This is the Dutch F16 demonstration team, which alternates between Volkel and Leeuwarden Airbase every two years.

Here are two more shots of the orange F-16

The second photo is interesting because, as Hans K has noted, you may be able to see the WS3 vault in the floor behind the aircraft.

Last note — the Dutch shelters are shaped funny.  Most aircraft shelters, like the ones at Kleine Brogel are semi-circular.  The Dutch ones are peaked. A triumph of Dutch design I suppose.



  1. Cthippo (History)

    I used to hang out on a site called Virtual Globetrotting and one of the things we did was to look for these censored areas and then find uncensored imagery to see what they were “hiding”. As you said, those sort of thing does nothing but draw attention.

    Looking at the blurred image, and knowing what an F-16 looks like, it seems like it should be possible (For someone much smarter than I) top come up with a blue removal algorithm. Of course, in the time it took them to do that they could also just order their own satellite image, too.

    There’s a lesson here… If you want to hide something don’t cause it to be visually distinctive!

  2. Susi (History)

    Thanks for picking this issue up. I’m a bit concerned that you think the Dutch public doesn’t want these weapons out- not only does the public want them gone (Dutch Red Cross poll last summer showed 87% support for withdrawal), the Dutch Parliament does as well. Three resolutions in the last four years all pointing to getting these weapons out of the Netherlands, and sending them back to America. However, the government keeps saying that it would be impossible unless NATO as a whole agrees to it. We all know that’s false (because NATO was only informed later with the withdrawals from Greece), but the Dutch policy of not confirming or denying the presence of the weapons shuts down the debate.

    So, the public wants them out, the Parliament wants them out, the government tells us we can’t even talk about it.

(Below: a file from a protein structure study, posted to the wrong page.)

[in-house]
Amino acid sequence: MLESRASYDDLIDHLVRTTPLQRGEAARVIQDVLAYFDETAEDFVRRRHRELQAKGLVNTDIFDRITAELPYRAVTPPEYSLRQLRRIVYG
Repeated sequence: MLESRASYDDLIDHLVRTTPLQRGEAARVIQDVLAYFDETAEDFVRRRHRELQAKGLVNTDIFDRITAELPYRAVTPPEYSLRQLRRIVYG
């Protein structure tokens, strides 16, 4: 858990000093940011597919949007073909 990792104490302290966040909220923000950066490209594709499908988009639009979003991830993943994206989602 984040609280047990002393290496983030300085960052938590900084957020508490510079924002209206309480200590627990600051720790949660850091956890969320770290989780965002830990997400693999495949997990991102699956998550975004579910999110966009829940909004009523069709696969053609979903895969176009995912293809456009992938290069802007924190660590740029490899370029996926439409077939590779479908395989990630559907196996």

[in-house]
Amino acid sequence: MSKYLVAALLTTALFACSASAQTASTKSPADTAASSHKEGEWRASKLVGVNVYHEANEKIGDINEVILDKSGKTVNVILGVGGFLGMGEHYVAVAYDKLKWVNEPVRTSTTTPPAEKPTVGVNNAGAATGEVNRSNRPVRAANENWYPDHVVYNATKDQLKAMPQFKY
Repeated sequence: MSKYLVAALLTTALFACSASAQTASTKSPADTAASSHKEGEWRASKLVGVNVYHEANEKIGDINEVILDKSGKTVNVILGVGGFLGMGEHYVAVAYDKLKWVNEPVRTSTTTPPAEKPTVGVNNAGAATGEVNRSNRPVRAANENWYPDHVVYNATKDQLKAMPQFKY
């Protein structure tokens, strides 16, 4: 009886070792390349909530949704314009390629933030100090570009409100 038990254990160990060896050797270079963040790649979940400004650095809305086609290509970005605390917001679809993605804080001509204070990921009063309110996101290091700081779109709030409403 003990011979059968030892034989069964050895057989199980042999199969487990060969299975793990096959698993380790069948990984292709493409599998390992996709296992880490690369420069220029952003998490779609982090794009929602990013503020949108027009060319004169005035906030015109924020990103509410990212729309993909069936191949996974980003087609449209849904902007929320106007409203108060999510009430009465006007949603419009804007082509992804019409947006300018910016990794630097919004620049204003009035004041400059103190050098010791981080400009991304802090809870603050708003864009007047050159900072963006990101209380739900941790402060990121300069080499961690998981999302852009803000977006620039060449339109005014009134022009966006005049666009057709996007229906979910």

What would be your advice, Jeffrey?

  3. Aaron Stein (History)

    The area where I believe nuclear weapons are stored at Incirlik air base isn’t censored. One can clearly see the double-fencing and the shelters /Users/aaronstein1/Documents/IncirlikAirbaseBunkers.jpg

    • Cthippo (History)

      Most national governments have not demanded censorship of anything, and even some of those that have haven’t gotten it. I believe one of the reasons that some sites in the Netherlands are censored is that one of the satellite downlinks is there which gave the Dutch government some leverage over Google. The places that are censored are almost exclusively in Europe, mostly the Netherlands, Italy and France, plus a handful in Spain and Portugal.

      More info at

      Intertestingly, after 9-11 there were a few sites in the US that were censored on GE. The White House and the VPs quarters at the naval observatory, were the most notable, but also places like power plants and the like. Most of these have reverted to their regular non-censored state, but some still show up in VGT.

  4. Andreas Persbo (History)

    Learned last week from a Danish colleague that the satellite images of this particular site isn’t just pixelated by certain providers, but even altered. He very convincingly highlighted the folly of the censorship.

    By the way, I hope that someone’s going to revise the ROE for our assault rifle wielding friends. It’s not necessary, really, to point guns in the faces of hippies. You can probably get away with weapons slung by the side without compromising security. More pleasant that way.

    Not that the ROE seems to be the problem here. The Euro hippies appear to have invented a stealth cloak, able to bend light around their bodies. Must be, as security doesn’t appear able to find them. It’s either that, or they’re having Albert Hoffman’s ghost supplying the base PX with sodas.